A Will is a document which sets out what you want to happen to your estate upon your death.
Your estate can be made up of a business, a property, a bank account, investments and shares. You might have children and need to think of who is to raise them if you were to die.
Everyone over the age of 18 should make a Will!
Your assets can vary from a business to property to money in a bank account. If you do not own your own property but have children you should make a Will and give consideration to a ‘Guardianship Clause’.
Should you die without having made a Will then the Law of Intestacy will apply and dictate who will receive what under your Will. This might not be what you want to happen and might surprise you.
You should review your Will every three to five years or if your personal circumstances change you should review sooner. For example, if there is a marriage, civil partnership, divorce, birth, or death in your family. Also, should your financial situation change meaning you need advice on Inheritance Tax liability.
Yes! Your children are your greatest assets.
If you were to die before your children reached 18 and you did not have Will, they could become Wards of Court and Social Services could become involved and place them into care whilst their future is considered – and they may be placed with someone you may not have chosen!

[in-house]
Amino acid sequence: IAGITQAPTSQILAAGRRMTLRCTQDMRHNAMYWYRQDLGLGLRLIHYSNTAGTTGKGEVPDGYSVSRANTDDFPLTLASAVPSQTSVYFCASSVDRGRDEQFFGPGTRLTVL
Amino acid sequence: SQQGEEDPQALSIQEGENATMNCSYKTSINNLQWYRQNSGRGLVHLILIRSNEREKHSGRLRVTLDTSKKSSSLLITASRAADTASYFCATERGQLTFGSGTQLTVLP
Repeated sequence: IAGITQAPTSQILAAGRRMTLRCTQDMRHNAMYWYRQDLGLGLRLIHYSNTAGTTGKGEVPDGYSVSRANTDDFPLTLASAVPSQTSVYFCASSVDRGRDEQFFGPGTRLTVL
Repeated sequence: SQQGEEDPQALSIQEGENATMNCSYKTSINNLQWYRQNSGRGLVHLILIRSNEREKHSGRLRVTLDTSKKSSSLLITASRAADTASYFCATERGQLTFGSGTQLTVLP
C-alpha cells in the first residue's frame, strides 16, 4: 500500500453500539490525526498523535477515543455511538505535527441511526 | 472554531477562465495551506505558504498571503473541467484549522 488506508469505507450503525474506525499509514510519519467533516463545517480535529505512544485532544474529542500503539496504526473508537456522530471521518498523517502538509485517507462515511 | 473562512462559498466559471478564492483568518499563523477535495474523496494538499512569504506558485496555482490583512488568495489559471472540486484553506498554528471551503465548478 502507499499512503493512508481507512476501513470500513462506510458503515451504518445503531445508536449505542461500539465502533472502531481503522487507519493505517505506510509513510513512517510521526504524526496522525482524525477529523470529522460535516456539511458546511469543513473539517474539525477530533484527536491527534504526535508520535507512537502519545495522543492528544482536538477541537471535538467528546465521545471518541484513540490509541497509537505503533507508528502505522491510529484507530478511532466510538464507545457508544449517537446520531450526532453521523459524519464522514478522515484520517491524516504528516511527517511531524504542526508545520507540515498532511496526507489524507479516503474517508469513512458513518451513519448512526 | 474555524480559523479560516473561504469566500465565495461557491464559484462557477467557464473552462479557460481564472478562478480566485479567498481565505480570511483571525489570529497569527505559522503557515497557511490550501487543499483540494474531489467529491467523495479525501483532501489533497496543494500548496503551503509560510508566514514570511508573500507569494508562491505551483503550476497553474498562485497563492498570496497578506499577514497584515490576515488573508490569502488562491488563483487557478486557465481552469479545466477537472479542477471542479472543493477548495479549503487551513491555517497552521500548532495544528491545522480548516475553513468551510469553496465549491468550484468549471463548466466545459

It is vitally important that all parents and guardians make a will which sets out who is to raise the children should they die. This is called a ‘Guardianship Clause’.
Guardians are appointed in your will as people who will raise your children should you die before they reach 18.
An executor is someone who makes sure that your wishes stated in your will are carried out. They will collect in your assets, pay all your debts including any inheritance tax, deal with any specific legacies that you have left and then distribute the remainder of your estate in accordance with your wishes.
You can have as many executors as you like but the law states that only four can act at one time.
A beneficiary is someone who inherits under your Will. You can have as many beneficiaries as you like and it is worth considering replacement beneficiaries should your original beneficiary die before you and your Will has not been updated.
A Marriage and Civil Partnership will make your Will void so it is very important to either have a Will made in contemplation of a marriage or have a completely new Will drafted.
If you get divorced after making a Will, the Will remains valid but any gifts or appointment of your former spouse will fail.